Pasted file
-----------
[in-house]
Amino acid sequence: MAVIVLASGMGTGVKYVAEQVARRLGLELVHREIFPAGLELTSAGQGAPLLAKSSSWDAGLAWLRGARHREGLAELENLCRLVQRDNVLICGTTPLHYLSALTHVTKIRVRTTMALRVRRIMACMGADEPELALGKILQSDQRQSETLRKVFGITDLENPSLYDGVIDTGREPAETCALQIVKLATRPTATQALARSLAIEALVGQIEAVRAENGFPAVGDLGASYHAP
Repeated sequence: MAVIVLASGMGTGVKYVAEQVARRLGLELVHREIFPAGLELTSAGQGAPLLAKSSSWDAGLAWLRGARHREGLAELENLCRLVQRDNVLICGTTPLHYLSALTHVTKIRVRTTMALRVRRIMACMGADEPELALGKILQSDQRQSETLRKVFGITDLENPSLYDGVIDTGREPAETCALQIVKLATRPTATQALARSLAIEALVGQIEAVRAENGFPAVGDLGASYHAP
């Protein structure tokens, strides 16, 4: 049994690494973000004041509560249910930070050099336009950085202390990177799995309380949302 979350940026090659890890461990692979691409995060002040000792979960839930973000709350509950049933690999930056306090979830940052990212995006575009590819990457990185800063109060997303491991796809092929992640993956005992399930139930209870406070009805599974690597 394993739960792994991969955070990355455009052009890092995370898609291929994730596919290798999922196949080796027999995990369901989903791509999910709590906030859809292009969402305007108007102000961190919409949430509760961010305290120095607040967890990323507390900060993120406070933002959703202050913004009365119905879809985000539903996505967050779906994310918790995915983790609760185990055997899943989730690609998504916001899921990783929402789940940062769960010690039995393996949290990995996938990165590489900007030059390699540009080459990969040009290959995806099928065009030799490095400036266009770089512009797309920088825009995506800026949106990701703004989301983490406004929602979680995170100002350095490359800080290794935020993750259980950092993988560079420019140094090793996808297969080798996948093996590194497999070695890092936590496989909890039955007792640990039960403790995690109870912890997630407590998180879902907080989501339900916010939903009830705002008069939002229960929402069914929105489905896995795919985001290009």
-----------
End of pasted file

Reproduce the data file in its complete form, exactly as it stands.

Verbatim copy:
[in-house]
Amino acid sequence: MAVIVLASGMGTGVKYVAEQVARRLGLELVHREIFPAGLELTSAGQGAPLLAKSSSWDAGLAWLRGARHREGLAELENLCRLVQRDNVLICGTTPLHYLSALTHVTKIRVRTTMALRVRRIMACMGADEPELALGKILQSDQRQSETLRKVFGITDLENPSLYDGVIDTGREPAETCALQIVKLATRPTATQALARSLAIEALVGQIEAVRAENGFPAVGDLGASYHAP
Repeated sequence: MAVIVLASGMGTGVKYVAEQVARRLGLELVHREIFPAGLELTSAGQGAPLLAKSSSWDAGLAWLRGARHREGLAELENLCRLVQRDNVLICGTTPLHYLSALTHVTKIRVRTTMALRVRRIMACMGADEPELALGKILQSDQRQSETLRKVFGITDLENPSLYDGVIDTGREPAETCALQIVKLATRPTATQALARSLAIEALVGQIEAVRAENGFPAVGDLGASYHAP
């Protein structure tokens, strides 16, 4: 049994690494973000004041509560249910930070050099336009950085202390990177799995309380949302 979350940026090659890890461990692979691409995060002040000792979960839930973000709350509950049933690999930056306090979830940052990212995006575009590819990457990185800063109060997303491991796809092929992640993956005992399930139930209870406070009805599974690597 394993739960792994991969955070990355455009052009890092995370898609291929994730596919290798999922196949080796027999995990369901989903791509999910709590906030859809292009969402305007108007102000961190919409949430509760961010305290120095607040967890990323507390900060993120406070933002959703202050913004009365119905879809985000539903996505967050779906994310918790995915983790609760185990055997899943989730690609998504916001899921990783929402789940940062769960010690039995393996949290990995996938990165590489900007030059390699540009080459990969040009290959995806099928065009030799490095400036266009770089512009797309920088825009995506800026949106990701703004989301983490406004929602979680995170100002350095490359800080290794935020993750259980950092993988560079420019140094090793996808297969080798996948093996590194497999070695890092936590496989909890039955007792640990039960403790995690109870912890997630407590998180879902907080989501339900916010939903009830705002008069939002229960929402069914929105489905896995795919985001290009």